‘Blackthorn’ Offers Wistful Rethinking of Butch Cassidy Legend

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CHICAGO – Western buffs have often criticized George Roy Hill’s 1969 classic, “Butch Cassidy and the Sundance Kid,” for romanticizing its subject matter to the point where it felt less concerned about its titular criminals and more interested in the friendship between stars Paul Newman and Robert Redford. Yet for all of the charm in William Goldman’s script, there was an underlying darkness and tragic poignance that allowed the final act to pack an unforgettable punch.
Moviegoers seeking similar thrills from “Blackthorn” will be sorely disappointed. It’s an unremarkable low-key rethinking of the Butch Cassidy legend, devoid of the whimsy and excitement that made the Newman/Redford film such a kick. Though it certainly isn’t an embarrassing misfire like 1979’s regrettable “Butch and Sundance: The Early Years,” it fails in its aspirations to leave an equally iconic imprint of the oft-mythologized tale. It mainly serves as an Oscar baiting showcase for star Sam Shepard, who’s fine but hardly in Jeff Bridges territory.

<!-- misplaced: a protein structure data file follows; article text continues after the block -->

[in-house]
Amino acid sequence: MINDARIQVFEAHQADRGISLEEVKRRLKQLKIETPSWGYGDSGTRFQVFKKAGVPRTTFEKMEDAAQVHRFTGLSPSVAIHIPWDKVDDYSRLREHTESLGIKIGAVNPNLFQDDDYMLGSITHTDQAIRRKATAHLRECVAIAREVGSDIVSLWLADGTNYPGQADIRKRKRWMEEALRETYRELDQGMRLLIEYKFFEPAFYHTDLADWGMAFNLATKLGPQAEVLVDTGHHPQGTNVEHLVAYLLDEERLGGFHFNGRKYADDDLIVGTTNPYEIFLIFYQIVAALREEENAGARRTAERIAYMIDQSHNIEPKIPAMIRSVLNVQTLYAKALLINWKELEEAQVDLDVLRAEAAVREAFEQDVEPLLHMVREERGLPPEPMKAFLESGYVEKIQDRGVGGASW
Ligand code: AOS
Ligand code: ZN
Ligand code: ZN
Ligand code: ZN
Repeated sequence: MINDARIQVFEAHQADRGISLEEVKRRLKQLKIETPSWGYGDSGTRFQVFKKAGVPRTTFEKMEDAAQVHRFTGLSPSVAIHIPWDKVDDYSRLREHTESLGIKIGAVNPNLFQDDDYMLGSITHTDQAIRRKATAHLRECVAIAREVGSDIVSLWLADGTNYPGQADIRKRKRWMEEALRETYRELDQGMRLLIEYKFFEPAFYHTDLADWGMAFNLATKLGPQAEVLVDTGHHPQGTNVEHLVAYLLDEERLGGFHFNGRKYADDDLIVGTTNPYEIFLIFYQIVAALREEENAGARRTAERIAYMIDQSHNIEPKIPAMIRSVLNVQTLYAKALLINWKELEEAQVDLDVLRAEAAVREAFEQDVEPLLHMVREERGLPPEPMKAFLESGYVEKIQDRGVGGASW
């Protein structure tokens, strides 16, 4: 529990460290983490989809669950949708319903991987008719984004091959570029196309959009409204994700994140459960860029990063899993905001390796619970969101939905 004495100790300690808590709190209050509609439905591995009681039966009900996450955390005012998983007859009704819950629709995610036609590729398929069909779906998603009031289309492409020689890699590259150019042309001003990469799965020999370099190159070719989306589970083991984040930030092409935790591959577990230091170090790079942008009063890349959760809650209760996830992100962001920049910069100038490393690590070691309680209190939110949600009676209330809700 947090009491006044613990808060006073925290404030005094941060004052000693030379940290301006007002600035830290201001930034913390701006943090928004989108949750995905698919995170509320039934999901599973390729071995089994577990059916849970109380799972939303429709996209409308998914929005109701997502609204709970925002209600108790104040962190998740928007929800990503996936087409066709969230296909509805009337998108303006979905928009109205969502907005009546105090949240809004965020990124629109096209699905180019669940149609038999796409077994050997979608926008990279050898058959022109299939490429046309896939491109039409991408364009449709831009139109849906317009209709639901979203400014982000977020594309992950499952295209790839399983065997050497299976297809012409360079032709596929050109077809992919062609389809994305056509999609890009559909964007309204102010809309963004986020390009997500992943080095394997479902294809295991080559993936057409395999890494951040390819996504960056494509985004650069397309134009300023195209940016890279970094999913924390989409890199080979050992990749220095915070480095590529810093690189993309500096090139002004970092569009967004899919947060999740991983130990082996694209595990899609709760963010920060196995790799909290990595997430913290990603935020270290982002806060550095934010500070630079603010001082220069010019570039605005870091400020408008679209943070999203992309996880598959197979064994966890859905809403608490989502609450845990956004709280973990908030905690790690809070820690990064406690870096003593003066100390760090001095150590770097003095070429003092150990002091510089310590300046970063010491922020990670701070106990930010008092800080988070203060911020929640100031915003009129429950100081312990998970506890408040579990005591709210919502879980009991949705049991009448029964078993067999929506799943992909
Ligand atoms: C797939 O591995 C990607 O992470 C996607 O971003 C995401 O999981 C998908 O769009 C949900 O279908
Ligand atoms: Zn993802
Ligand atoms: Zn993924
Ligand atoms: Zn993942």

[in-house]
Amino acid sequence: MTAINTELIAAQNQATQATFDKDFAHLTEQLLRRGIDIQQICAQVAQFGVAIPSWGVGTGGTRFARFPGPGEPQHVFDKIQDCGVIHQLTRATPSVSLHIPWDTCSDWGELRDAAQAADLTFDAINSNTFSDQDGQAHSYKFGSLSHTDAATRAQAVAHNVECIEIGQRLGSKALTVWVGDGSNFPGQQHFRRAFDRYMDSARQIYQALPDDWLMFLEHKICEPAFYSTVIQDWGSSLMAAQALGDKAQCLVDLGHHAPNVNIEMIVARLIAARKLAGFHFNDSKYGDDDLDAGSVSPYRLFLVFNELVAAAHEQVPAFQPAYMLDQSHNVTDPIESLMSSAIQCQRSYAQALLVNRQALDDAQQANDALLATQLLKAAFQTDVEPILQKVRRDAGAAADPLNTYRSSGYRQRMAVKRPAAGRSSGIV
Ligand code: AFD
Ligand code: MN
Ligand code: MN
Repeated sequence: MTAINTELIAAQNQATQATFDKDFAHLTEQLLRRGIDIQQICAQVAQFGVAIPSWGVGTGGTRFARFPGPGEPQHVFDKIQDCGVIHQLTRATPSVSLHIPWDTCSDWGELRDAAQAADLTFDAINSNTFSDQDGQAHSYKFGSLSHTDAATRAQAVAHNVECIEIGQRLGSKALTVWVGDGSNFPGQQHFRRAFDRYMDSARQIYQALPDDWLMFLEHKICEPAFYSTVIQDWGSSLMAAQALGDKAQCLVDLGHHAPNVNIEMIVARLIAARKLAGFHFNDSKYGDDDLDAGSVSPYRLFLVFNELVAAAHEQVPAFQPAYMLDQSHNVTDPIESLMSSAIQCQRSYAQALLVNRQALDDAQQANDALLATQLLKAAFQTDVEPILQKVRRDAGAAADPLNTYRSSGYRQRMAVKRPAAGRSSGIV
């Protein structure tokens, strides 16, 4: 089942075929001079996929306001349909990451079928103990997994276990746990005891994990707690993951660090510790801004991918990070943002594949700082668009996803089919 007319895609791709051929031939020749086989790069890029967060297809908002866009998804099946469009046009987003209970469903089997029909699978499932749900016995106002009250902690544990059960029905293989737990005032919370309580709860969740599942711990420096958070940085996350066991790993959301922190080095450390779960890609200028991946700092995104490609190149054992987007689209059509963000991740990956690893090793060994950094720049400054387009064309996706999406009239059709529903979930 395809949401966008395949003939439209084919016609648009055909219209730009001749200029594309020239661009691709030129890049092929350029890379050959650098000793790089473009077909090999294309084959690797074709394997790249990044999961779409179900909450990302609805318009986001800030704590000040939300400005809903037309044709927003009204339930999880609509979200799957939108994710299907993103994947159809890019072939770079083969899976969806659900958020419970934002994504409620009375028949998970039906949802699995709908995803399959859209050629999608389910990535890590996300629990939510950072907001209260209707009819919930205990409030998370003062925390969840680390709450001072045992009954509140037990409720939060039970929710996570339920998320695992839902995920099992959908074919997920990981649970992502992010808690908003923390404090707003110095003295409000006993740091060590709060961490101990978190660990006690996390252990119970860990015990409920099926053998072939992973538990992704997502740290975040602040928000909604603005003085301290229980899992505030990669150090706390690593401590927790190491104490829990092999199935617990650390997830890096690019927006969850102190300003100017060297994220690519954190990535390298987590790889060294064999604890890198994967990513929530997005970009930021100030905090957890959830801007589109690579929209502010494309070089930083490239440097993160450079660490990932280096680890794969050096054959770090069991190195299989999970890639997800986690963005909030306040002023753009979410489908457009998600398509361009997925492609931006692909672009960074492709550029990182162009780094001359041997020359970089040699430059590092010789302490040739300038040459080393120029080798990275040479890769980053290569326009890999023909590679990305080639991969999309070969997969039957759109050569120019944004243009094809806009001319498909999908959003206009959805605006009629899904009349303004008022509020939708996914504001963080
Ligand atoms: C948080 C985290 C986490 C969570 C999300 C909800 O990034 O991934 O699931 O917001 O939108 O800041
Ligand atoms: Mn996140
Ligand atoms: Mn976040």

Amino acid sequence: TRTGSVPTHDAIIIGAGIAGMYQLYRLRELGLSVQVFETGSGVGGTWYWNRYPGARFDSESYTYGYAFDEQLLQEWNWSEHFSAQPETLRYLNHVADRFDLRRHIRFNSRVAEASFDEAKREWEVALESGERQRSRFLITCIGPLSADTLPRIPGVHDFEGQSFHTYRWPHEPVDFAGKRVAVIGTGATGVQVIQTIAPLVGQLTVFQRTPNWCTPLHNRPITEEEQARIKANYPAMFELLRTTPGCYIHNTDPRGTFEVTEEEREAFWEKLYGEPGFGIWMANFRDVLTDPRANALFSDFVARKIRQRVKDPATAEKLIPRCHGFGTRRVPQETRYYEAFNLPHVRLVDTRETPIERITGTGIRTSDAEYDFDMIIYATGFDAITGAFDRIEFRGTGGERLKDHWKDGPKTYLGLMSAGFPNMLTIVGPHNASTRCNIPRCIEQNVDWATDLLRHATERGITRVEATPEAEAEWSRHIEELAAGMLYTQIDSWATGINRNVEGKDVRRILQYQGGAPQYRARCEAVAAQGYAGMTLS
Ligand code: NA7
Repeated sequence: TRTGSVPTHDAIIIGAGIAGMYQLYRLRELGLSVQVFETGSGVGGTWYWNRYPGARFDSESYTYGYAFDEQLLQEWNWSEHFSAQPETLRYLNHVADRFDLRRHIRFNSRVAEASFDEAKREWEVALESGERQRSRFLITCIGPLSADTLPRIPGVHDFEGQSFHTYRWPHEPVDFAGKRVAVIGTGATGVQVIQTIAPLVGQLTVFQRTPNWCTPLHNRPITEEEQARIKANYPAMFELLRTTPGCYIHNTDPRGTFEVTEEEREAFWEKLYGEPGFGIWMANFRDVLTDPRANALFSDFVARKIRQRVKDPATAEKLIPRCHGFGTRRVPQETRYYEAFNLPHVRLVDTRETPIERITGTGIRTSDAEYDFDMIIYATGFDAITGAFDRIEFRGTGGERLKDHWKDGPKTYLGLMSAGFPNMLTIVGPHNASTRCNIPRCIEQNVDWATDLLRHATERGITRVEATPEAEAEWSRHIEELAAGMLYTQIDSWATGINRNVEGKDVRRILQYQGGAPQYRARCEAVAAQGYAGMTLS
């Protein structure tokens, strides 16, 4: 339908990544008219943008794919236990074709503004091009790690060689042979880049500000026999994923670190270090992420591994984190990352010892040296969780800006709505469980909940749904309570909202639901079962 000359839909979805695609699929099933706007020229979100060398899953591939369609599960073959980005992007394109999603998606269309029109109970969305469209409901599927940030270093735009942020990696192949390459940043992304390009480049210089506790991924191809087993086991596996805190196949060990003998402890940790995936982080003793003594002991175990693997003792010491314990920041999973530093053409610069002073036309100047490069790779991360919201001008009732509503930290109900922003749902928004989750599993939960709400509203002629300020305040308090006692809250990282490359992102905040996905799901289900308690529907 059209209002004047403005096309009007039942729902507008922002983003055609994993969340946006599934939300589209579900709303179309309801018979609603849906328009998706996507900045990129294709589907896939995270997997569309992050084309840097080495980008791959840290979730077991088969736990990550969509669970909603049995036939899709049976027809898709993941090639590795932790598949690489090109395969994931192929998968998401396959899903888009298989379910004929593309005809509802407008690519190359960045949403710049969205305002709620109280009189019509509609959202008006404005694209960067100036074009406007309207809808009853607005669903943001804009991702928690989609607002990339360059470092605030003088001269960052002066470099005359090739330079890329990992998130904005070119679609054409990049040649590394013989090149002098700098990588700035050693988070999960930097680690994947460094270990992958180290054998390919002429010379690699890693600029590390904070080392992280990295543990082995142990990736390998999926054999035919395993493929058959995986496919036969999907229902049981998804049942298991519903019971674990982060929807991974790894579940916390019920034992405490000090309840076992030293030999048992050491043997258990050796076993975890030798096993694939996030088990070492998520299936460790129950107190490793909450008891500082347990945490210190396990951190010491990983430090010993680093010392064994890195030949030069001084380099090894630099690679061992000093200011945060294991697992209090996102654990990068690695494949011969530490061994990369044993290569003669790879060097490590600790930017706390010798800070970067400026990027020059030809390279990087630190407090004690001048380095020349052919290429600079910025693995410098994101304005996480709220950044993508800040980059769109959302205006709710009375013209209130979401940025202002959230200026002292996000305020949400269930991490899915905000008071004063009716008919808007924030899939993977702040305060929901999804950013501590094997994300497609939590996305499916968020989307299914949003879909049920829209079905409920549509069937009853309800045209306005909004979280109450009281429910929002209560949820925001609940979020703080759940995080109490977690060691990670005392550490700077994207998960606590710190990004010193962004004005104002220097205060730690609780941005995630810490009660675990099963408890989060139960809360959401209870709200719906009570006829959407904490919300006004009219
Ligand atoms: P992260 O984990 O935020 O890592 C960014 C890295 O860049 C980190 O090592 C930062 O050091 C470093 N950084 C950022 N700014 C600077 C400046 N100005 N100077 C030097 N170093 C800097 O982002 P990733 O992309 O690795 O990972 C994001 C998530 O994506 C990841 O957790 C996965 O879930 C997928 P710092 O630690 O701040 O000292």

Miguel Barros’ script bases its premise off the conceit that Butch and Sundance’s death in the 1908 Bolivian standoff was based on unsubstantiated evidence. The film opens 19 years later, as the exiled Cassidy (living under the alias of James Blackthorn) is whiling away his days in silence and seclusion. His Bolivian housekeeper, Yana (Magaly Solier), is the sole bright spot of his weary days, as he composes letters to the son he’s never seen, and perhaps never will. Flashbacks to the immortal escapades of Cassidy and his deceased friend Sundance fail to capture the chemistry and brotherhood that made these men such memorable larger-than-life figures. These scenes also leave no shadow of a doubt that Etta Place fancied Butch over Sundance, and on the basis of the Kid’s thick-headed portrayal, it’s easy to understand why. We get no sense of why anyone would follow Sundance to the ends of the earth, let alone Bolivia. This may seem like a minor plot detail in the grand scheme of “Blackthorn,” but it sticks out like a sore thumb to anyone familiar with Hill’s indelible portrayal of the beloved characters. It’s difficult to imagine many moviegoers yearning to see Cassidy grow up to be a grumpy old codger rather than go out in a blaze of glory.